Most of my Latin American friends here I give a kiss on one cheek.

In Florida I usually give a kiss, some very special people a kiss and hug.

People I have never met before of the opposite sex I usually extend my hand for a handshake, but not always. If it is in a business/work situation I always would expect to shake hands.

Some of my European friends we do a kiss on each cheek.

Some of it matters how long it has been since I have seen them. If I see them regularly I might not bother with any kisses or hugs.

Pandora's avatar

Family and friends , I will give a kiss and a hug to if I know they are alright with being given a kiss or hug. For everyone else I just offer my hand. When I’m out of the country and I’m not sure of the customs, then I will just say hello and nod and smile. The smile will be withheld if I were to go to a country where females are considered floozies if they did dare to smile. Fortuately, I will never have that problem since I would never even consider going to a country where women are considered property. I do have some foreign men neighbors who practically scoff when I say hello. I do it to remind them that they are not in their own country and if they don’t like it, than they are welcome to go back to where they came from. Nobody is making them stay.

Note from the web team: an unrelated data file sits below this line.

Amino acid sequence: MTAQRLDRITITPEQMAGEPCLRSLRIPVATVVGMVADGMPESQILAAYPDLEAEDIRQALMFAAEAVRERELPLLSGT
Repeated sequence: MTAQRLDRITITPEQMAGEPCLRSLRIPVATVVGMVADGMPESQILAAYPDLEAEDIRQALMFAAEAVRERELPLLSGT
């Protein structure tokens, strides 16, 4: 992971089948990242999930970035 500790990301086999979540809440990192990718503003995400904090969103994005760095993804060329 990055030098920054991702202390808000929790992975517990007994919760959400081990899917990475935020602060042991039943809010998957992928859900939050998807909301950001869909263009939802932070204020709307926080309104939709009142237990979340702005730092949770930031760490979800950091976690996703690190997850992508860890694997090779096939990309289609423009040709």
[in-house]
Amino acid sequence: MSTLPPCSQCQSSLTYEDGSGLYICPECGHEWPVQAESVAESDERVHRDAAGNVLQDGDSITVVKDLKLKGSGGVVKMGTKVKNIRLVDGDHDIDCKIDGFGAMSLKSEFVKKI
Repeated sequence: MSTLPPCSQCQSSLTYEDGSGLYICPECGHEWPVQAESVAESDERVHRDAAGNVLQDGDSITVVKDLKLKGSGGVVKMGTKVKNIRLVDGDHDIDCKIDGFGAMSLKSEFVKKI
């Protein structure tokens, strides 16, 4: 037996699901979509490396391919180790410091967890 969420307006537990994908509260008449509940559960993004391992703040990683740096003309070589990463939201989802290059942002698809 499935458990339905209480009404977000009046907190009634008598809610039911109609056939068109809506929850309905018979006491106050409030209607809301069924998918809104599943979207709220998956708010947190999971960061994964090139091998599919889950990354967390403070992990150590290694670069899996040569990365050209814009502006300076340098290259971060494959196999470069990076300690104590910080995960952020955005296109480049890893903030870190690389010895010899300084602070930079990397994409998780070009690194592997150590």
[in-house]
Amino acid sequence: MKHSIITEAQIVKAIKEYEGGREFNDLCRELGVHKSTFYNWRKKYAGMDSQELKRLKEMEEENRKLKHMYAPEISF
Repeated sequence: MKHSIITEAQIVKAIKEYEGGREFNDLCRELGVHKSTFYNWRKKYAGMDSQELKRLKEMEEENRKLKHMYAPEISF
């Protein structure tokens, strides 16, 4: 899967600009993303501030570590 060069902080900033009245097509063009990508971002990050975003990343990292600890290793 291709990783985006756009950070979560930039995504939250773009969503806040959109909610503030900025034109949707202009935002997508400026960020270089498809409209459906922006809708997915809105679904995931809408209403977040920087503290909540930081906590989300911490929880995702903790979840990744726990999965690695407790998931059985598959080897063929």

cookieman's avatar

I’m with @LuckyGuy…I’m a big hugger (bear hugs even). For our friends and family from abroad (Argentina and Italy mostly), I’ll throw in a cheek kiss.

I simply cannot do the air-kiss with a straight face. I always just giggle. I mean, the cheek is right there. Move the extra inch and plant a real one.

If I sense someone is a little uptight (particularly some manly hetero guys), I’ll go for the firm handshake. Sometimes, I’ll start off with the handshake, then pull them in for a one-armed hug.

JLeslie's avatar

@cprevite Not trying to say all citizens of Latin American countries should think or act the same, but my husband, the Mexican, LOL, thinks hugging without a kiss is extremely odd. And, that the kissing and hugging thing is for people you are very very close to, very close friends and family. Sometimes my midwestern friends give him a hug and he just thinks its bazaar.